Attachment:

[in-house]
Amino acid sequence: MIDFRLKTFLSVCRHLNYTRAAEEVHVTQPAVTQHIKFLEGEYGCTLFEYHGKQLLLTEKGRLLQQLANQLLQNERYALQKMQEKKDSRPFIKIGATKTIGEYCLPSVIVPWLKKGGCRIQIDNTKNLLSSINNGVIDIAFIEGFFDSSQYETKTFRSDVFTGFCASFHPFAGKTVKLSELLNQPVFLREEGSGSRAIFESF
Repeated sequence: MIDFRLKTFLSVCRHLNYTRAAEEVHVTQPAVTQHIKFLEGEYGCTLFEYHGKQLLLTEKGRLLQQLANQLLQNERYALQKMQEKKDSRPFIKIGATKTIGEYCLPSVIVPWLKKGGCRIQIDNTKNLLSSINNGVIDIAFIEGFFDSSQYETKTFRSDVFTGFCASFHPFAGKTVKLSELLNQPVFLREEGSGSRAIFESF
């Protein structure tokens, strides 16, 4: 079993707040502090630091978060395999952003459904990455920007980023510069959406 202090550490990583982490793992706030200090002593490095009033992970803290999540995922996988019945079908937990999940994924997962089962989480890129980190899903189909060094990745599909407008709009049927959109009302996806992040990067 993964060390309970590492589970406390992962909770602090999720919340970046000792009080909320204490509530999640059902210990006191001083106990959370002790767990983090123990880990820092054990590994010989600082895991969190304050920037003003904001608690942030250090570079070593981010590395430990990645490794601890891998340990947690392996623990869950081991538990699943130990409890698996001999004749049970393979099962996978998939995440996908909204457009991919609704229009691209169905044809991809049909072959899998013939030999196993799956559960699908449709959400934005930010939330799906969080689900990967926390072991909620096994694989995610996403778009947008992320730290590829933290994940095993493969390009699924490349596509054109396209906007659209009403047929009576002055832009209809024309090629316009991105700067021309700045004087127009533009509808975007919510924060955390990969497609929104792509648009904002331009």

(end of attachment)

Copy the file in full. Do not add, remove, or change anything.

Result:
[in-house]
Amino acid sequence: MIDFRLKTFLSVCRHLNYTRAAEEVHVTQPAVTQHIKFLEGEYGCTLFEYHGKQLLLTEKGRLLQQLANQLLQNERYALQKMQEKKDSRPFIKIGATKTIGEYCLPSVIVPWLKKGGCRIQIDNTKNLLSSINNGVIDIAFIEGFFDSSQYETKTFRSDVFTGFCASFHPFAGKTVKLSELLNQPVFLREEGSGSRAIFESF
Repeated sequence: MIDFRLKTFLSVCRHLNYTRAAEEVHVTQPAVTQHIKFLEGEYGCTLFEYHGKQLLLTEKGRLLQQLANQLLQNERYALQKMQEKKDSRPFIKIGATKTIGEYCLPSVIVPWLKKGGCRIQIDNTKNLLSSINNGVIDIAFIEGFFDSSQYETKTFRSDVFTGFCASFHPFAGKTVKLSELLNQPVFLREEGSGSRAIFESF
């Protein structure tokens, strides 16, 4: 079993707040502090630091978060395999952003459904990455920007980023510069959406 202090550490990583982490793992706030200090002593490095009033992970803290999540995922996988019945079908937990999940994924997962089962989480890129980190899903189909060094990745599909407008709009049927959109009302996806992040990067 993964060390309970590492589970406390992962909770602090999720919340970046000792009080909320204490509530999640059902210990006191001083106990959370002790767990983090123990880990820092054990590994010989600082895991969190304050920037003003904001608690942030250090570079070593981010590395430990990645490794601890891998340990947690392996623990869950081991538990699943130990409890698996001999004749049970393979099962996978998939995440996908909204457009991919609704229009691209169905044809991809049909072959899998013939030999196993799956559960699908449709959400934005930010939330799906969080689900990967926390072991909620096994694989995610996403778009947008992320730290590829933290994940095993493969390009699924490349596509054109396209906007659209009403047929009576002055832009209809024309090629316009991105700067021309700045004087127009533009509808975007919510924060955390990969497609929104792509648009904002331009």